Sun, Feb 03, 2019 - Page 11 News List

Extreme E to put ‘docu-sport’ on environmental map

Reuters, LONDON

An “Extreme E” race series launched on Thursday plans to showcase electric sport utility vehicles (SUVs) in some of the world’s harshest and most remote environments while highlighting the effects of climate change.

The brainchild of Formula E founder Alejandro Agag and former Indianapolis 500 winner Gil de Ferran, the series plans a series of races in locations ranging from Arctic wastes to Brazilian rainforests.

“Formula E’s great, but we don’t race with cars that people can buy on the road,” Agag said. “So I thought there was space for a championship with cars that people can buy, especially electric SUVs.”

“Then we came up with racing in the most extreme locations to showcase that the cars can operate in any temperature, on any surface,” the Spaniard added.

There had been plenty of commercial interest in the project, with Continental Tyres already a founding partner, even if permissions in the geographical regions had yet to be secured, Agag said.

“For Formula E it was difficult to raise capital. For this one so many people want to join and to invest,” he added.

The 7,000 tonne former mail ship “St Helena,” that once served as a link to remote South Atlantic islands, is to serve as a floating paddock.

Agag called it a “Calypso for the 21st century,” comparing it to the boat used by French oceanographer and marine conservationist Jacques-Yves Cousteau.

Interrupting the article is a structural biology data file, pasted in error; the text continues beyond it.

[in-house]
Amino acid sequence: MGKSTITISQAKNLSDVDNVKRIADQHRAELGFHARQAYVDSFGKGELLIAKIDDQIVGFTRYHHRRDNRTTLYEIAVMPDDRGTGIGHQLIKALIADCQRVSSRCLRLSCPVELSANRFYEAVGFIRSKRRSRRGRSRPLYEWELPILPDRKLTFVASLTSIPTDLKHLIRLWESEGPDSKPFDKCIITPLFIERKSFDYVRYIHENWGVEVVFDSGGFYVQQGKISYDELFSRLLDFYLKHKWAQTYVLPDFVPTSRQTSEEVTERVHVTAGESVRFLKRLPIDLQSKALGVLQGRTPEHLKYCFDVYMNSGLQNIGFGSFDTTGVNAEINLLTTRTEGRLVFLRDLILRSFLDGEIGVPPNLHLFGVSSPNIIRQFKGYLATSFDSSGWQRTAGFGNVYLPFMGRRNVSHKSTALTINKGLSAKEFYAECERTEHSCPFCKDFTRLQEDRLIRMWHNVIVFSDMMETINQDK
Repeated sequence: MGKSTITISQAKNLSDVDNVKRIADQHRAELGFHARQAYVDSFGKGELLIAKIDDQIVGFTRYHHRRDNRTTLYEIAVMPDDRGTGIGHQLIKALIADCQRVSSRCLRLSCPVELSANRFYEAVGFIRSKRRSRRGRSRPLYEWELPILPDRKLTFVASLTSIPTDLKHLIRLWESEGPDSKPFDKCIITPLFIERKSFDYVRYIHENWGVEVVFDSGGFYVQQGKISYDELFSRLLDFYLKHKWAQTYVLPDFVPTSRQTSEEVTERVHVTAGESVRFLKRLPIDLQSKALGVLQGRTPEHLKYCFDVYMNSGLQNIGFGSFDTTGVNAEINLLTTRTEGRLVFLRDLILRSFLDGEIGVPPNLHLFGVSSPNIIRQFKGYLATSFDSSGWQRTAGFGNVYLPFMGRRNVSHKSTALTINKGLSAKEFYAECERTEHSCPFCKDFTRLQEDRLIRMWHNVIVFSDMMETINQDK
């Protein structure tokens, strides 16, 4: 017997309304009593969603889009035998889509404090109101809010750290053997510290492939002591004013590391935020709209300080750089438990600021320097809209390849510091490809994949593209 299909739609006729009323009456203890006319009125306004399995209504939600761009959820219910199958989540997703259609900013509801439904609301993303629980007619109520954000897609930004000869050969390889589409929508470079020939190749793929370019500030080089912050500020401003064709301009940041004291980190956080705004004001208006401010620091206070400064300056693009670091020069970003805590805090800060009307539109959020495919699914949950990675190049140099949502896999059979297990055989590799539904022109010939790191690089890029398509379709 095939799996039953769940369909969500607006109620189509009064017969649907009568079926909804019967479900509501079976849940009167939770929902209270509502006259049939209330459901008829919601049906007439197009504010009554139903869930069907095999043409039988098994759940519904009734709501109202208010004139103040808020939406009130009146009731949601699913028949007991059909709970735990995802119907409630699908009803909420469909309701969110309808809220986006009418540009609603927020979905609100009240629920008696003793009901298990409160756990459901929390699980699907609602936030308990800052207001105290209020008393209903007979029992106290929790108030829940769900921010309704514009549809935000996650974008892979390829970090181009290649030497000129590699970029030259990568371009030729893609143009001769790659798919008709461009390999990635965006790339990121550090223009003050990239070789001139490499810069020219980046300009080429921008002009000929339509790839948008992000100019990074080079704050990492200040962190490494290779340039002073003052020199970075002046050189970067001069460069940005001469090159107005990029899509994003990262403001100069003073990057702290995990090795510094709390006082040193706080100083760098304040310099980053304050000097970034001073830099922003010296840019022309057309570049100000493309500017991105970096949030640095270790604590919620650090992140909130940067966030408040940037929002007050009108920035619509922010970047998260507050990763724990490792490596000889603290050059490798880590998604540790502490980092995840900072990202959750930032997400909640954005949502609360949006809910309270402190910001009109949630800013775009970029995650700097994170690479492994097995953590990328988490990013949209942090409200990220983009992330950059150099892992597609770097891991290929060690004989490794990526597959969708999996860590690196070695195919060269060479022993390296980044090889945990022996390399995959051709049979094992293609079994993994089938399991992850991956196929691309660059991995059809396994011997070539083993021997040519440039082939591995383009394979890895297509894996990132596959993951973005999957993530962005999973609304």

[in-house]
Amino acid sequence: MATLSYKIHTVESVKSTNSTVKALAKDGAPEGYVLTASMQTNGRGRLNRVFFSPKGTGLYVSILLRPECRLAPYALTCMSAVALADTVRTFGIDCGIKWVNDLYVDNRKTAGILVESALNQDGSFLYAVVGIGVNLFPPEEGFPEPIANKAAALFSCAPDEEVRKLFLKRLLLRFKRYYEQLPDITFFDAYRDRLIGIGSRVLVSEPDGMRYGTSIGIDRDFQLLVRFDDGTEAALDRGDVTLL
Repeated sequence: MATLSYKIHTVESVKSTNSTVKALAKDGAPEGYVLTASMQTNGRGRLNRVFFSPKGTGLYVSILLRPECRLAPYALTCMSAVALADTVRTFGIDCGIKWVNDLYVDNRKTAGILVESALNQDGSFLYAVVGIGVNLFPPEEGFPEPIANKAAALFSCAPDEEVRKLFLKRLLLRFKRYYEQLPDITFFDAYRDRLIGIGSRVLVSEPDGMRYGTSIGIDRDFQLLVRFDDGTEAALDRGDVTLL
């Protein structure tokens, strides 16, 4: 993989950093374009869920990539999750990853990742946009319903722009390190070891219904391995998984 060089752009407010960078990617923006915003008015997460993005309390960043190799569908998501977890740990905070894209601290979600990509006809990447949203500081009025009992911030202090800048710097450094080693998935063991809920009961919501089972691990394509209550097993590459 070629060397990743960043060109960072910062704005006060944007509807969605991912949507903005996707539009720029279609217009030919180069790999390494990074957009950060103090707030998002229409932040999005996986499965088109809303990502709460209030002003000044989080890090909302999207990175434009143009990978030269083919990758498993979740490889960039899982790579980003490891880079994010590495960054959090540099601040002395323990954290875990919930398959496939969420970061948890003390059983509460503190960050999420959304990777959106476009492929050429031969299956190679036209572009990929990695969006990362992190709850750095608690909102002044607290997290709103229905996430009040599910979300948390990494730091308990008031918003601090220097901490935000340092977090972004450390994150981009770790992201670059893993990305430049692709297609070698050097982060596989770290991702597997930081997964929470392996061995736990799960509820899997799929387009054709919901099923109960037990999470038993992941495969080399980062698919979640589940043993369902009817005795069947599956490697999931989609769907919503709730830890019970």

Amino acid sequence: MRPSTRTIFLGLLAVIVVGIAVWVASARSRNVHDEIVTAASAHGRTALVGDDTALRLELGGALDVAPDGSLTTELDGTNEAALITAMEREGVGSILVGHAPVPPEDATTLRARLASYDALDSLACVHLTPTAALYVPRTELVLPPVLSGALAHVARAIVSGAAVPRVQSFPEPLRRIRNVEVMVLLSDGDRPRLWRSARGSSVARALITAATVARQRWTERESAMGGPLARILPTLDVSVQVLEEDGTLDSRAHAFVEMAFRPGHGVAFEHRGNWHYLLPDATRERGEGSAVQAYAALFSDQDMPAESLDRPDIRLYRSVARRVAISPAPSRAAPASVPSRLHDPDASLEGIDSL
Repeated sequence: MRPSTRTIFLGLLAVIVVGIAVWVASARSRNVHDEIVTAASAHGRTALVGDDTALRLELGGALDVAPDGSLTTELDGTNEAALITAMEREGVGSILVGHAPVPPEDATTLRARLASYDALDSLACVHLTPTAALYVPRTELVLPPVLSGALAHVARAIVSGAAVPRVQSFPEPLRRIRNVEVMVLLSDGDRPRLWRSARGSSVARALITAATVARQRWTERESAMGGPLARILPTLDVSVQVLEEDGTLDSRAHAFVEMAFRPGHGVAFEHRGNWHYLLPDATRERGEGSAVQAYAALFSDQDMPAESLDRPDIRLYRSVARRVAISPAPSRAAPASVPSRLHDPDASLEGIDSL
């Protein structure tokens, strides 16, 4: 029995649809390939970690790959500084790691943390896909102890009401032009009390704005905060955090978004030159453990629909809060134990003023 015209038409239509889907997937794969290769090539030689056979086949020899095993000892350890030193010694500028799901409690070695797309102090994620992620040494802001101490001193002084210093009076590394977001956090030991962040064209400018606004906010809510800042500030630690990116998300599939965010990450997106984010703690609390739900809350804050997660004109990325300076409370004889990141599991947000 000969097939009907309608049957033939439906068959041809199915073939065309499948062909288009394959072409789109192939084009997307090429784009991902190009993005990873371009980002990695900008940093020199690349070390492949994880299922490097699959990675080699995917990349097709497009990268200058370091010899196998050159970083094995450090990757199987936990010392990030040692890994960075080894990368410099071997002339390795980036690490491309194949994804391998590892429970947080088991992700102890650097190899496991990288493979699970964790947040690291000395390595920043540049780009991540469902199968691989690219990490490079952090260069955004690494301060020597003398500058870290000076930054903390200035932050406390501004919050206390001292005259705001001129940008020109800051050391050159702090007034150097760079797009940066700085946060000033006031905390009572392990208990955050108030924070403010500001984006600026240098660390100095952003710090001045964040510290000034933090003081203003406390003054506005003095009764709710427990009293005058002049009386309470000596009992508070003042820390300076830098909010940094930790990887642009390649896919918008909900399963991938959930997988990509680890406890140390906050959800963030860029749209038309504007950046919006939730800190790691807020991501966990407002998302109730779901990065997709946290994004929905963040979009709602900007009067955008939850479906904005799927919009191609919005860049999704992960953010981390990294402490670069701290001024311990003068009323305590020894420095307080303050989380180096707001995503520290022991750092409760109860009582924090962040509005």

The races, in head-to-head elimination format, are to be filmed in areas already suffering from environmental damage or under threat before being edited into a 10-part “docu-sport” package. There would be no spectators.

Academy Award-winning artistic director Fisher Stevens described the venture as “Blue Planet meets Dakar [Rally].”

“It’s not just about the race, it’s about where we race, the people that live in the places where we race,” he told reporters. “We’re going to leave the places better than we found them. We’re going to help their communities with electric, solar power or whatever they need.”

The first prototype car would be ready by April, with production starting in July and the first race likely to be held in January 2021, Agag said.

Asked what he would say to cynics who might see the series as little more than a car commercial with a conscience, Agag shrugged.

“I’m fine with that. Car commercials are fine and the conscience is fine,” he said. “We have been doing pretty well in Formula E by ignoring cynics.”

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